The Sublime and Beautiful, Kickstarted Drama, is Big Newport Beach Film Fest Award Winner
Blake Robbins wrote, directed and starred in The Sublime and Beautiful.
The Sublime and Beautiful, a kickstarted indie drama about a small town college professor's crumbling life, was the big award winner at the just-concluded Newport Beach Film Festival, taking five honors. Other multiple award winners included Una Vida: A Fable of Music and the Mind, Teacher of the Year and The Immigrant.
A seven-member jury of film industry insiders named The Sublime and Beautiful Best Feature Film and its writer-director-star Blake Robbins Best Director and Best Actor. Lyn Moncrief, the film's cinematographer, won Best Cinematography, and the jury gave its Special Jury Prize for Actress in a Feature Film to The Sublime and Beautiful's Laura Kirk.
Robbins, who lives in Los Angeles, used the crowd-funding site Kickstarter to raise more than $21,000 for The Sublime and Beautiful , which went on to roll at Slamdance in Salt Lake City.
Una Vida: A Fable of Music and the Mind, which is about a neuroscientist and all-but-forgotten jazz singer battling Alzheimer's in New Orleans, won Aunjanue Ellis a Best Actress award from jurors, and festival audiences selected writer-director Richie Adams' picture Best Musical.
A vice principal (Larry Joe Campbell) goes off on students in The Office-like Teacher of the Year.
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The jury's Best Screenplay award went to Jason Strouse, who also directed Teacher of the Year, a comedy that finds an award-winning instructor at a high school at a crossroads that has him deciding between staying in the classroom or taking a high-paying education lobbyist job.
Festival audiences named Teacher of the Year the Best Comedy along with We'll Never Have Paris, which stars and was written and co-directed by The Big Bang Theory's Simon Helberg, who plays a nebbish fellow torn between loving his longtime girlfriend or a hot colleague who confesses her love to him.
Festival Honors, which are bestowed by the Newport Beach Film Festival staff, included a double winner for 2014, The Immigrant, which is set in 1921 Manhattan and is about a new arrival to the U.S. (Marion Cotillard) falling under the spell of a charmer (Joaquin Phoenix) who forces her into prostitution. The Immigrant won Festival Honors for ensemble acting and directing (by James Gray, who co-wrote with Ric Menello).
Other Festival Honors for directing went to: Sarah Spillane for Around the Block, which she also wrote and is about an American drama teacher (Christina Ricci) introducing theater to kids in a tough, inner-city precinct of Sydney, Australia; and Darren Grodsky and Danny Jacobs for Growing Up and Other Lies, which they also wrote and is about a struggling artist (Adam Brody) trying to convince his buddies to walk down the entire length of Manhattan before he takes his crushed dreams back to Ohio.
Every parent's worst nightmare comes to the screen in Who Took Johnny.
Special Jury Prize for Documentary Film: Who Took Johnny. Special Jury Prize for Cinematography of a Feature Film: Patrick Jones, The Last Lonely Place. Best Documentary: The Honest Liar. Best Narrative Short Film: Mr. Invisible. Best Documentary Short Film: Aerodrome. Best Animated Short Film: Rabbit and Deer. Special Jury Prize for Animated Short Film: Rhino Full Throttle.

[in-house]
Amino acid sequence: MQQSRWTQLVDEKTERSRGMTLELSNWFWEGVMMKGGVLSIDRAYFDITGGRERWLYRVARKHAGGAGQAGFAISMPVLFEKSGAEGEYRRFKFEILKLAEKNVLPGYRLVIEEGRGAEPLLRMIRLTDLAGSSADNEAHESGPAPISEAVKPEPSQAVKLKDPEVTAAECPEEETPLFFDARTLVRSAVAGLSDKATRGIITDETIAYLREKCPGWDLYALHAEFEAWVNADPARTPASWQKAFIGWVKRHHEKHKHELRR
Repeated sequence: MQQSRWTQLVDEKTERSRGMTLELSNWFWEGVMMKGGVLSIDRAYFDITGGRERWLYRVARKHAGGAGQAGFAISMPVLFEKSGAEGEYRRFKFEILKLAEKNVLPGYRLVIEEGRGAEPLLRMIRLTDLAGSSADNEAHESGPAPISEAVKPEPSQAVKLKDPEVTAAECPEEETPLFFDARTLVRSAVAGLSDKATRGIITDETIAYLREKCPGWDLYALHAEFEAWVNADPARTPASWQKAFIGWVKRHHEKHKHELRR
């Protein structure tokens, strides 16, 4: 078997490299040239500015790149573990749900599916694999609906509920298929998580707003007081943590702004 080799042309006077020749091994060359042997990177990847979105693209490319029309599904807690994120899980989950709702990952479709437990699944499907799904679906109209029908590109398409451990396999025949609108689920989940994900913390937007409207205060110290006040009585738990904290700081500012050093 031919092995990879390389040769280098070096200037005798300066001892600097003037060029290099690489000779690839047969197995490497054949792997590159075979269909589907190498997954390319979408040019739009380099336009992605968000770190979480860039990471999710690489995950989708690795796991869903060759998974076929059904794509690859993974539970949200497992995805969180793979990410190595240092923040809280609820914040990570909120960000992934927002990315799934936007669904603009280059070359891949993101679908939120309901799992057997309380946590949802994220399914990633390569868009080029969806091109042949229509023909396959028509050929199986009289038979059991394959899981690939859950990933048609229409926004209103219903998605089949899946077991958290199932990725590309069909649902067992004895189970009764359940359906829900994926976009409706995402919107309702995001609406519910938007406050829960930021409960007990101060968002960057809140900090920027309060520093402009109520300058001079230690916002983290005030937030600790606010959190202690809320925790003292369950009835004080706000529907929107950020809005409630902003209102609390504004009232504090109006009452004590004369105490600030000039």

Jurors were: Marjoe Aguiling, Emmy-winning producer (and Chapman University Film Studies graduate); Tom Davia, director of Festivals & Alternative Theatrical Distribution for Shoreline Entertainment; Bill Dill, award-winning cinematographer; Allyson Nadia Field, UCLA assistant professor of Cinema & Media Studies; veteran screenwriter Dan Mirvish; Jennie Morris, senior vice president of Acquisitions and Operations with Participant Media's new TV network Pivot; and writer/director/producer David Rodriguez (Push, American Bully, Last I Heard).
Other audience awards went to:
Beto (Vladimir Brichta) meets his match in an art collector's family in The Invisible Collection.
Foreign Film: Noble and The Invisible Collection (A Coleção Invisível). Feature Film: Chef. Documentary: Taking My Parents to Burning Man. Action Sports: Land of Patagones (Tierra De Patagones). Art, Architecture + Design: Hairy Who & The Chicago Imagists. Short Film: The Boy and The Bus. Youth Film Showcase: Minimum Max.
Other 2014 Festival Honors went to:
Richard Dreyfuss and Tatiana Maslany go toe-to-toe as actors and characters in Cas & Dylan.
Feature Film: Break Point; Fort Bliss; The Goodbye (La Despedida); Cas & Dylan. Acting: Elizabeth Moss, The One I Love. Breakout Performance: Jenny Slate, Obvious Child. Editing: Simon Jacquet, Attila Marcel. First-time Filmmaker: Giulia Nahmany, Love By Design. Foreign Film: Life's A Breeze. Documentary: Our Man in Tehran. Documentary (Sports): Don't Quit: The Joe Roth Story. Music: Stuart Murdoch, God Help the Girl. Action Sports: OUT in the line-up. Art, Architecture + Design: Fabregé: A Life of its Own. Environmental: SlingShot. Music Documentary: Keep On Keepin' On and Well Now You're Here, There's No Way Back. Humanitarian Award: Untouchable: Children of God. Short Film: Hsu Ji Behind the Screen; We Keep on Dancing; Dragula.
The festival reported record attendance of about 54,000 film lovers, up from last year's then-record of 53,500. More than 400 films from 50 countries were shown during this year's eight-day run, up about 20 percent over last year. The nonprofit festival expects to have earned a surplus on this year's $1.2 million budget.
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